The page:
• Although the embodiments above have been described in considerable detail, numerous variations and modifications will become apparent to those skilled in the art once the above disclosure is fully appreciated. It is intended that the following claims be interpreted to embrace all such variations and modifications.

Claims (20)

  1. 1. A computer-implemented method, comprising:
    categorizing a plurality of classes into a set of class groups based at least in part on one or more dependencies between a class and an other class of the plurality of classes;
    generating metadata to be used in loading one or more classes of the plurality of classes for execution, wherein the metadata comprises a mapping between the set of class groups and the plurality of classes; and
    validating an identity of a version of a given class of the one or more classes using at least a portion of the metadata prior to loading the version for execution.
  2. 2. The method as recited in claim 1, wherein the metadata comprises respective group signatures for each class group of the set of class groups, and respective class signatures for each class of the plurality of classes.
  3. 3. The method as recited in claim 1, further comprising:
    identifying, corresponding to each class group of the set of class groups, a respective class loader to be used to load classes belonging to the class group.
  4. 4. The method as recited in claim 1, further comprising:
    generating a group signature corresponding to a particular class group of the set of class groups to be used in identifying a class loader for classes of the particular class group, wherein the group signature for the particular class group is derived at least in part from class signatures of classes belonging to the particular class group and at least in part from an other group signature corresponding to an other class group, wherein the other class group includes at least one class referenced by a class of the particular class group;
    wherein the metadata comprises the group signature.
  5. 5. The method as recited in claim 1, further comprising:
    analyzing executable versions of the plurality of classes to identify the one or more dependencies.
  6. 6. The method as recited in claim 1, further comprising:
    computing a signature for a class of the plurality of classes, wherein the signature is included in the metadata, and wherein said computing comprises providing a representation of an executable version of the class as an input to a mathematical function, wherein the signature comprises an output of the mathematical function.
  7. 7. The method as recited in claim 1, further comprising:
    computing a signature for a class of the plurality of classes, wherein the signature is included in the metadata, wherein said computing comprises providing an identification of one or more interfaces of the class as input to a mathematical function, wherein the signature comprises an output of the mathematical function.
  8. 8. The method as recited in claim 1, wherein said categorizing is based at least in part on identifying a package to which two or more classes of the plurality of classes belong, and wherein said categorizing comprises including the two or more classes of the package in a particular class group of the set of class groups.
  9. 9. The method as recited in claim 1, wherein said validating comprises:
    in response to a request to load the given class, wherein the given class is identified by a class name,
    retrieving a version of the given class corresponding to the class name from a location associated with the given class;
    determining whether a signature computed for the retrieved version corresponds to a class signature included in the metadata for the given class;
    if the signature computed for the retrieved version corresponds to the class signature included in the metadata, determining that the retrieved version is valid; and
    if the signature computed for the retrieved version does not correspond to the class signature included in the metadata, generating an error indicating that the retrieved version differs from an expected version of the given class.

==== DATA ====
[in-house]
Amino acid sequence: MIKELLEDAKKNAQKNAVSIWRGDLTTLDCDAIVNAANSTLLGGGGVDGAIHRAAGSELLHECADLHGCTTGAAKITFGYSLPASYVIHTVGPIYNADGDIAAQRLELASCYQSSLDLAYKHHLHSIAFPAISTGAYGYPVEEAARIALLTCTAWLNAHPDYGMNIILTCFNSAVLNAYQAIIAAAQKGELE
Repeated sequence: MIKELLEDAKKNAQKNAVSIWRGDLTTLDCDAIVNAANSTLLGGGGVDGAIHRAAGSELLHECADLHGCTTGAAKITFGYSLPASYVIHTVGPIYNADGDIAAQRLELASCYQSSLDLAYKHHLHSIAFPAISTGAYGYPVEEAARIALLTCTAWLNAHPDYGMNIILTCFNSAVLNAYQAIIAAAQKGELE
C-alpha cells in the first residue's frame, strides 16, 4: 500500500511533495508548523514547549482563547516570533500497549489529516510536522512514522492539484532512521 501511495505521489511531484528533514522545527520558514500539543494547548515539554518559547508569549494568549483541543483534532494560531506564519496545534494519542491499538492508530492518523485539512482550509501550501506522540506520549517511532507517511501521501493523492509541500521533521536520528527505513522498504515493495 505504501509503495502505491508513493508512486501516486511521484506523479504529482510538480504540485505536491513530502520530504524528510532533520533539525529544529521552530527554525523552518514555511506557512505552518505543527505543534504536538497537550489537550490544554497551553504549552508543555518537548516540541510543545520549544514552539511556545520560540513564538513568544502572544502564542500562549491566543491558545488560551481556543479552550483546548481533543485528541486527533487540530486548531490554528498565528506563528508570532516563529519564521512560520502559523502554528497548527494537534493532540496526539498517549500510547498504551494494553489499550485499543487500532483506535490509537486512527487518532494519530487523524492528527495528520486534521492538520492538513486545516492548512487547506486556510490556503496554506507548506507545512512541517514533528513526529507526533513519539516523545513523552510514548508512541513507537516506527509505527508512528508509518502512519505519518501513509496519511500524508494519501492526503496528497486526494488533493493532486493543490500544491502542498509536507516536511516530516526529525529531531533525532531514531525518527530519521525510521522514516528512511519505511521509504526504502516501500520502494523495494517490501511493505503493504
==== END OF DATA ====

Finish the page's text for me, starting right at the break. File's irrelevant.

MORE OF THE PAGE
10. 10. A system, comprising:
    one or more processors; and
    memory coupled to the one or more processors, wherein the memory stores program instructions executable by the one or more processors to:
    categorize a plurality of classes into a set of class groups based at least in part on one or more dependencies between a class and an other class of the plurality of classes; and
    generate metadata to be used in loading one or more classes of the plurality of classes for execution, wherein the metadata comprises a mapping between the set of class groups and the plurality of classes.
  11. 11. The system as recited in claim 10, wherein the metadata comprises respective signatures for each class of the plurality of classes.
  12. 12. The system as recited in claim 10, wherein the metadata comprises respective signatures for each class group of the set of class groups.
  13. 13. The system as recited in claim 10, wherein the instructions are further executable to:
    generate a group signature corresponding to a particular class group of the set of class groups to be used in identifying a class loader for classes of the particular class group, wherein the group signature for the particular class group is derived at least in part from class signatures of classes belonging to the particular class group and at least in part from an other group signature corresponding to an other class group, wherein the other class group includes at least one class referenced by a class of the particular class group;
    wherein the metadata comprises the group signature.
  14. 14. The system as recited in claim 10, wherein the instructions are further executable to:
    analyze executable versions of the plurality of classes to identify the one or more dependencies.
  15. 15. The system as recited in claim 10, wherein the instructions are further executable to:
    compute a signature for a class of the plurality of classes, wherein the signature is included in the metadata, and wherein said computing comprises providing a representation of an executable version of the class as an input to a mathematical function, wherein the signature comprises an output of the mathematical function.
  16. 16. The system as recited in claim 10, wherein to categorize the plurality of classes, the instructions are further executable to:
    identify a package to which two or more classes of the plurality of classes belong; and
    include the two or more classes in a particular class group of the set of class groups.
  17. 17. A system, comprising:
    one or more processors; and
    memory coupled to the one or more processors, wherein the memory stores program instructions executable by the one or more processors to:
    receive metadata associated with a plurality of classes, wherein the metadata comprises a mapping indicative of a categorization of the plurality of classes into a set of class groups based at least in part on one or more dependencies between a class and another class of the plurality of classes; and
    validate an identity of a version of a given class of the plurality of classes using at least a portion of the metadata prior to loading the version for execution.
  18. 18. The system as recited in claim 17, wherein the instructions are further executable to:
    identify, corresponding to each class group of the set of class groups, a respective class loader to be used to load classes belonging to the class group.
  19. 19. The system as recited in claim 18, wherein the instructions are further executable to:
    store a signature corresponding to the respective class loader.
  20. 20. The system as recited in claim 17, wherein to validate the identity of the version of the given class, the instructions are further executable to:
    determine whether a signature computed from the version corresponds to a class signature included in the metadata for the given class;
    if the signature computed from the version corresponds to the class signature included in the metadata, determine that the version is valid; and
    if the signature computed from the version does not correspond to the class signature included in the metadata, generate an error indicating that the version differs from an expected version of the given class.